Satan And Churches


The traditional stories that are still extant respecting the determined

opposition to the erection of certain churches in particular spots, and

the removal of the materials during the night to some other site, where

ultimately the new edifice was obliged to be erected, and the many

stories of haunted churches, where evil spirits had made a lodgment, and

could not for ages be ousted, are evidences of the antagonism of rival
/> forms of paganism, or of the opposition of an ancient religion to the new

and intruding Christian Faith.

Brash in his Ogam Inscribed Stones, p. 109, speaking of Irish Churches,


It is well known that many of our early churches were erected on sites

professedly pagan.

The most ancient churches in Wales have circular or ovoidal

churchyards--a form essentially Celtic--and it may well be that these

sacred spots were dedicated to religious purposes in pagan times, and

were appropriated by the early Christians,--not, perhaps, without

opposition on the part of the adherents of the old faith--and consecrated

to the use of the Christian religion. In these churchyards were often to

be found holy, or sacred wells, and many of them still exist, and modes

of divination were practised at these wells, which have come down to our

days, and which must have originated in pre-Christian or pagan times.

It is highly probable that the older faith would for a while exist

concurrently with the new, and mutual contempt and annoyance on the part

of the supporters of the respective beliefs would as naturally follow in

those times as in any succeeding age, but this fact should be

emphasised--that the modes of warfare would correspond with the civilized

or uncivilized state of the opponents. This remark is general in its

application, and applies to races conquered by the Celts in Britain,

quite as much as to races who conquered the Celt, and there are not

wanting certain indications that the tales associated with Satan belong

to a period long anterior to the introduction of Christianity. Certain

classes of these tales undoubtedly refer to the antagonism of beliefs

more ancient than the Christian faith, and they indicate the measures

taken by one party to suppress the other. Thus we see it related that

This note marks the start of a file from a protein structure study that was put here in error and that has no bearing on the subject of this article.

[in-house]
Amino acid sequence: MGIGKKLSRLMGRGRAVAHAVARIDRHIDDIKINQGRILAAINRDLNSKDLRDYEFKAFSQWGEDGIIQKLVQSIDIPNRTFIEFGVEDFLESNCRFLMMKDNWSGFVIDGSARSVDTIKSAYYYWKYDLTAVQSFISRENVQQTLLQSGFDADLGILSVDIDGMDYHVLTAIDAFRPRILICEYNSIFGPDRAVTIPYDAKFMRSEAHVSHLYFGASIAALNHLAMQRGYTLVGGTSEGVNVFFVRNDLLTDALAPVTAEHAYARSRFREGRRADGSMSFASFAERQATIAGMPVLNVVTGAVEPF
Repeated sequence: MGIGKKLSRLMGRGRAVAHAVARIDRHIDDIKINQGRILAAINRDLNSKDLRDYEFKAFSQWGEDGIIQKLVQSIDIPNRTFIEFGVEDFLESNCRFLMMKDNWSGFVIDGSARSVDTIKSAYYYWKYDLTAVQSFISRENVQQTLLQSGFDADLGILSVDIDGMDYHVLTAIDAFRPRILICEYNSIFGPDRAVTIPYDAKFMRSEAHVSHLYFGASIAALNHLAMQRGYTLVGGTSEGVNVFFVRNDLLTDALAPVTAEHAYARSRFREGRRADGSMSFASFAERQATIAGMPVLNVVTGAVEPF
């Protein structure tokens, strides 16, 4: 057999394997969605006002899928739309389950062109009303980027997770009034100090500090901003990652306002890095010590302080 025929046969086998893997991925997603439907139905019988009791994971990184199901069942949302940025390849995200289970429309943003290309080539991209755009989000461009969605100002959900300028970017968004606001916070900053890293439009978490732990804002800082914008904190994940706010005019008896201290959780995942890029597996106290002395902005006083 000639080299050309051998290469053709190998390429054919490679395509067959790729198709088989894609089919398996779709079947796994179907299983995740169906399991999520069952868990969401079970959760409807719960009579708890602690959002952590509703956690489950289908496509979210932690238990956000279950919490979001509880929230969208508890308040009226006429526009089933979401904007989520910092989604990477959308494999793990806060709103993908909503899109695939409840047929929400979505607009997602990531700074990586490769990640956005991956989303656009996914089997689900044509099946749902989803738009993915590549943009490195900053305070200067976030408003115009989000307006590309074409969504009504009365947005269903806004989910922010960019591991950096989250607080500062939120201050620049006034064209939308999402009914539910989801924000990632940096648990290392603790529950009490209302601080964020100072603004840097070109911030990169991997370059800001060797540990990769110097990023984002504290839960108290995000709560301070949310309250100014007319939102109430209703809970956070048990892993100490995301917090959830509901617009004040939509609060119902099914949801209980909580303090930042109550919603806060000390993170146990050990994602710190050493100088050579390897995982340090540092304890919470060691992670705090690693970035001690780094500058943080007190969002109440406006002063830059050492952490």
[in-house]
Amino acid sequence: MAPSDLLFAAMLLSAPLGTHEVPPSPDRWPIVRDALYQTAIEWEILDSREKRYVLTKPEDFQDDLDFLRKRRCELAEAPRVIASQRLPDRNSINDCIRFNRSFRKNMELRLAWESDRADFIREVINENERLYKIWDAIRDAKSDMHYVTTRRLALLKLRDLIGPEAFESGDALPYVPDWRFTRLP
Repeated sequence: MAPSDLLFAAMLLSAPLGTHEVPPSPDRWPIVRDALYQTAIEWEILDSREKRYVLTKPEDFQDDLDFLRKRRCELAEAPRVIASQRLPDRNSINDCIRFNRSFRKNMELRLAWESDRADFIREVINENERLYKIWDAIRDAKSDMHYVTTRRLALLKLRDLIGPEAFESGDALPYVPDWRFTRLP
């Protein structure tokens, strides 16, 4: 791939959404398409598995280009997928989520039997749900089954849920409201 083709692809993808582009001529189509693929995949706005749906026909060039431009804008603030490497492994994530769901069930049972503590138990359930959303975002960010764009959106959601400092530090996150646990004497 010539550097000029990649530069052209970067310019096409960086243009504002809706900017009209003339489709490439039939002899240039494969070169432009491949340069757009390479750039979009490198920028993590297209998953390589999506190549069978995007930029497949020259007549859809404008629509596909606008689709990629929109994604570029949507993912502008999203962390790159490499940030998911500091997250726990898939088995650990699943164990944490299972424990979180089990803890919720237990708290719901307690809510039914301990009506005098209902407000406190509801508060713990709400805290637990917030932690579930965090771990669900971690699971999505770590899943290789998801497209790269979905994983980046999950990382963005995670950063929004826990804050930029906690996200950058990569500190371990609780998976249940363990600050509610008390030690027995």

the Evil Spirit is forcibly ejected from churches, and dragged to the

river, and there a tragedy occurs. In other words a horrible murder is

committed on the representative of the defeated religion. The very fact

that he loses his life in a river--in water--in an object of wide spread

worship--is not without its significance.

We have seen in the legend of the Evil Spirit in Cerrig-y-drudion Church,

p. 133,--that it was ejected, after a severe struggle, from the sacred

building--that it was dragged to the lake, where it lost its life, by two

Ychain Banawg--that they, and it, perished together in the lake:--Now

these Ychain Banawg or long-horned oxen, huge in size and strong of

limb, are traditional, if not fabulous animals, and this one incident in

the legend is enough to prove its great antiquity. Undoubtedly it dates

from remote pre-Christian times, and yet the tale is associated with

modern ideas, and modes of expression. It has come down to us along the

tide of time, and has received its colouring from the ages it has passed

through. Yet on the very surface of this ancient legend we perceive it

written that in days of old there was severe antagonism between rival

forms of pagan faith, and the manner in which the weaker--and perhaps the

more ancient--is overcome, is made clear. The instrument used is brute

force, and the vanquished party is drowned or, in the euphonious

language of the tales, is laid.

There are many stories of spirits that have been cast out of churches,

still extant in Wales, and one of the most famous of these is that of

Llanfor Church, near Bala. It resembles that of Cerrig-y-drudion. I

have succeeded in obtaining several versions of this legend. I am

indebted for the first to Mr. R. Roberts, Clocaenog, a native of Bala.